He traveled the 91 miles from Nazareth to Jerusalem every Yom Kippur to have a scapegoat bear his sins away.
He practiced his piety before others to remind them that God had called them to be perfect, as God is perfect.
Joseph was a righteous man, Matthew says. A tsadiq.
Meaning, there were specific things he did and did not do.
He did not violate the Sabbath, no matter what, because God created man for the Sabbath, for the glory of God.
And as a tsadiq, Joseph did not eat unclean food.
For that matter, as a tsadiq, Joseph did not eat with unclean people: gentiles or outcasts or sinners.
When Matthew tells you that Joseph was a righteous man, he’s telling you that Joseph was one of the rare few who could be called ‘righteous’ because they lived the righteous law of God to the letter.
Every jot and tittle.
If the Torah commands that you care for the immigrant in your land then a tsadiq does just that without questioning.
And if Torah commands that you avoid and dare not touch a leper, then a tsadiq obeys God’s righteous law and keeps his distance.
In Israel, in Matthew’s day, after being a priest there was no greater honor than being given the title tsadiq- a righteous man who follows every letter of God’s righteous law.
And that’s the incredibly complicated dilemma that Matthew hides behind that word ‘tsadiq.’
Because this tsadiq is engaged to a woman named Mary.
And she’s pregnant.
And he’s not the father- of course he’s not. He’s a tsadiq.
You see, in Mary and Joseph’s day, betrothal was a binding, legal contract. Only the wedding ceremony itself remained.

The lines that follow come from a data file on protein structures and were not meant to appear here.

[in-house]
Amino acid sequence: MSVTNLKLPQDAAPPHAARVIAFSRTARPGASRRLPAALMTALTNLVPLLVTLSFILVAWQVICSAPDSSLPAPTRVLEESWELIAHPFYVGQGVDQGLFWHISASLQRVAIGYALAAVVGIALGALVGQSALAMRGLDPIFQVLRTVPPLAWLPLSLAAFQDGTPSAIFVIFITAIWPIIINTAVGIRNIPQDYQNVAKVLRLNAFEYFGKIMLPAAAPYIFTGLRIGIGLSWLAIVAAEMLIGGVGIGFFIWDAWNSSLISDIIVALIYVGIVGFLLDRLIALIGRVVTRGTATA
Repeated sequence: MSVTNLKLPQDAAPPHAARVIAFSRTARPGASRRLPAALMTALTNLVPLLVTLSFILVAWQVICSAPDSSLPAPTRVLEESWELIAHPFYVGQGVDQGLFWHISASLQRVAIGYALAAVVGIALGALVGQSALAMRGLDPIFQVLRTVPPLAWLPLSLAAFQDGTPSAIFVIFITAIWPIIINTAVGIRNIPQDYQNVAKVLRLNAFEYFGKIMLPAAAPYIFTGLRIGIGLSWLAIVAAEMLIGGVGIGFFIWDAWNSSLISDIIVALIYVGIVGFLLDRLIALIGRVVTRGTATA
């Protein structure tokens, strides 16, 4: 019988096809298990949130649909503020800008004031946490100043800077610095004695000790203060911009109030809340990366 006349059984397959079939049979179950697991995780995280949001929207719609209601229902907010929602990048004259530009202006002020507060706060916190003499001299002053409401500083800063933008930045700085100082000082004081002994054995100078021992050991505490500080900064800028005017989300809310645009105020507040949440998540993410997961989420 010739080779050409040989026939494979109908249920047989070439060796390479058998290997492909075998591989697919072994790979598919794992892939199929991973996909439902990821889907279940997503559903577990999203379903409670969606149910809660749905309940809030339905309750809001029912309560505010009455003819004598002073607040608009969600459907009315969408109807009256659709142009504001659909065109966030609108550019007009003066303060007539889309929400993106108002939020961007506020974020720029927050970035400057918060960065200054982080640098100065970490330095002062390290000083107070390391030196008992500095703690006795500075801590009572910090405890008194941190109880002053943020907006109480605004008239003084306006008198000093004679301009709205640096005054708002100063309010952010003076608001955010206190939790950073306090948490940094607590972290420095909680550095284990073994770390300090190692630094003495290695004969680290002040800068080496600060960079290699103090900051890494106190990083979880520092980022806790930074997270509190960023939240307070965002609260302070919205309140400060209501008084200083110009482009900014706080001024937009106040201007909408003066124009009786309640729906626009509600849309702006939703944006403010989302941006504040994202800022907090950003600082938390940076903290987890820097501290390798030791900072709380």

Mary and Joseph weren’t simply fiancees.
For all intents and purposes, they were husband and wife.
They were already bound together and only death or divorce could tear them asunder.
For that reason, according to Torah, unfaithfulness during the engagement period was considered adultery. Actually, according to the Mishna- which is Jewish commentary on the Torah- infidelity during betrothal was thought to be a graver sin than infidelity during marriage.
Matthew tells you that Joseph is a tsadiq.
Betrothed to an adulteress.
As a tsadiq, Joseph knows what the Torah now requires of him.
Joseph can’t simply forgive Mary and forget. Only God can forgive sin.
No matter how much Joseph might love Mary, his love of God must trump his love of neighbor- they’re not equivalent. According to the Book of Deuteronomy, Joseph must take Mary to the door of her father’s house, accuse her publicly of adultery and say to her: ‘I condemn you.’ And if she does not protest or deny the accusation, the priests and elders of Nazareth will stone her to death. On her father’s front porch.
That’s what the Torah commands.
And Joseph, Matthew tells us, is a tsadiq. A righteous man.
Of course, if Mary does protest, if she denies that she’s sinned, if she’s foolish enough to tell people something as ridiculous as her child being conceived by the Holy Spirit then Joseph, as a tsadiq, certainly knows what course of action the Torah requires: the ritual of bitter waters.
According to the Book of Numbers, Joseph is commanded to take Mary before a priest, bringing an offering of barley with them. About 2 quarts’ worth.
After offering the barley upon the altar, the priest will compel Mary to stand before the Lord. The priest will pour holy water into a clay jar. Then the priest will sweep up the dirt from the synagogue floor and pour it into the jar of water. Then the priest will write and read out the accusation against her and Mary will be compelled to say: ‘Amen, amen.’ Finally the priest will take the accusation and the ink in which it was written and mix them into the water.
And then command Mary to drink it.
The bitter waters.
If it makes her sick, she’s guilty and she’ll be stoned to death.
If somehow it does not make her ill, then she’s innocent.
Her life will be spared though, in Mary’s case, her life still will be ruined because she’s pregnant and Joseph’s not the father.